Recently, in returning to violin with the desire to pursue it in the historically-informed light (eventually transitioning to Baroque violin), I began investigating repertoire selections, but did not know where to start. Hence, I proceeded to ask my voice teacher for ideas; he suggested the Corelli violin sonatas to me because of both their prime importance in the Baroque violin repertoire and significance in Baroque music as well. In the past I had heard from another musicologist that Corelli would be highly appealing to me as a diehard Vivaldi fan, so I proceeded to start some research on the Corelli sonatas. In the process, I learned that the hallowed “La Folia” is part of the Opus 5 sonatas that my voice teacher so heartily recommended, and this immediately appealed to me. I had learned the all-too-familiar Suzuki adaptation as a Suzuki violin student, and I had always wanted to learn the original. Now, with me free of Romanticized teachers and asked to learn the Corelli sonatas, here was my chance. I would get an urtext edition of the Corelli sonatas and learn the original La Folia.
I was in no way prepared for the immense surprises and challenges that lay ahead of me. Upon an Internet search for an urtext edition for the Corelli sonatas, I could only find 1 such edition; all the rest were edited by other people, including renowned modern musicians. Although I was fully aware that the majority of editions of Baroque music contain modern editing and must thus be avoided, I was totally unprepared to discover that only one urtext edition of the complete Corelli sonatas — published by Schott — existed. Moreover, I was in for more surprise when I discovered that all separately-published editions of Corelli’s La Folia were modernized adaptations, such as the famed Kreisler adaptation.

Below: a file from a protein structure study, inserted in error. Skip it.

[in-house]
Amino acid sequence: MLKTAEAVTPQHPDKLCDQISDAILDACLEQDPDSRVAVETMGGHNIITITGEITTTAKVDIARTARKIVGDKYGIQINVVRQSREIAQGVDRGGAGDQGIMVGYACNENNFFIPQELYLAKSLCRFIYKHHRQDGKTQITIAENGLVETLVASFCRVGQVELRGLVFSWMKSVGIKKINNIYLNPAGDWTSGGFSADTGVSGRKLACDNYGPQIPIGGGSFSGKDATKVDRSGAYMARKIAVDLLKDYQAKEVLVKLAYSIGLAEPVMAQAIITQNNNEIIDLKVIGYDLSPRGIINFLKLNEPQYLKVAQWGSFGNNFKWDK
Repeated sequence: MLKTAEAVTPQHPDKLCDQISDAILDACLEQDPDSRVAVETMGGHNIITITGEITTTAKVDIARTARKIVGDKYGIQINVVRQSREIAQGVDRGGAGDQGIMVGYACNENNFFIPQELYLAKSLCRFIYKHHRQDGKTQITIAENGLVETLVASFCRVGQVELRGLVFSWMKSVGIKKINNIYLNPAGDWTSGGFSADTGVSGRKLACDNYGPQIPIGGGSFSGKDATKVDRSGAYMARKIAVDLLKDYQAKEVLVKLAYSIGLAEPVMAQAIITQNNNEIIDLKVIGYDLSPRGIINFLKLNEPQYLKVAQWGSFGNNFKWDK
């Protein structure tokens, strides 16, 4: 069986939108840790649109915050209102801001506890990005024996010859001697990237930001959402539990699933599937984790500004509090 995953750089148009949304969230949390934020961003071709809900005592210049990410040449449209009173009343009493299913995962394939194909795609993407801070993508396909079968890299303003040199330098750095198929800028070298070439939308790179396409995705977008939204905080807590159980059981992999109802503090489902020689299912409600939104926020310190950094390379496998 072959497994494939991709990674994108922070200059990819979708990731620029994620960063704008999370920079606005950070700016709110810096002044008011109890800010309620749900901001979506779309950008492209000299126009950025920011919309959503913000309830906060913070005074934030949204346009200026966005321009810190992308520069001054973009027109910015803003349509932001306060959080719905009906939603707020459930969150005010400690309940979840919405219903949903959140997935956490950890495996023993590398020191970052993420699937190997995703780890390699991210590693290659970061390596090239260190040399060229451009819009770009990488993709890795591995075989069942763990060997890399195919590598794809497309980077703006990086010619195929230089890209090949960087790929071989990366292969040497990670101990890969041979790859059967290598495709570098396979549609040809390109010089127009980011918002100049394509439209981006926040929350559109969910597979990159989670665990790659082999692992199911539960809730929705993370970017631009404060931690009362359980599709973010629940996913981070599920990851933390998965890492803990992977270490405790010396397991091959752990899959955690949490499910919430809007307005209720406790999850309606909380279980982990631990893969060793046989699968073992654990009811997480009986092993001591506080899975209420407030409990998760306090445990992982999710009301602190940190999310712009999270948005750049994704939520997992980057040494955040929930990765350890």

Even more surprising yet, when I proceeded to conduct a YouTube search on “Corelli La Folia”, only one, two-part video of Corelli’s untouched original — a period instrument rendition — came up. The rest were videos of either the Kreisler or Suzuki adaptations. Every major modern violin virtuoso or serious modern violinist played the Kreisler version, or some other modernized version, while students played the Suzuki adaptation, which, after much listening, I deduced to be an offshoot of the Kreisler adaptation. Pondering upon my own extensive experience in the modern violin world, I recalled that I had never seen a modern violinist play the original; all modern violinists I had encountered play the Kreisler adaptation — which I had never liked and still do not like today because of its overt modernization/romanticization of Corelli’s original.
Quite a difference compared to the original … In the end, based upon all that I have mentioned above as well as my personal experience in the modern violin world, I arrived at a conclusion: The original is relatively unknown in the mainstream classical music world, and totally unknown in the modern violin community. So, what’s going on here? Based upon both my observations mentioned above and my perusing of the score while bearing in mind the modern violin mentality, it appears to me that the original is not “flashy” enough for suitable usage in the modern violin world. In my experience in the modern violin world, I have noticed that Baroque music is considered “easy” repertoire suitable for beginners and intermediate players. As to advanced players and professionals, exploring it rarely exceeds Vivaldi’s The Four Seasons and the Bach unaccompanied Sonatas and Partitas. Outside of that, the modern violin world heavily revolves around Romantic and modern compositions which truly push the instrument’s limits. But …. that is another topic for another post ….
Musings aside, I am most proud to be playing the original Corelli La Folia complete with historically-informed technique and a Baroque bow. And who knows: Perhaps I shall be one of the first modern violinists — most definitely locally — to play the original, and perhaps that, in doing so, I may indirectly start a new trend ….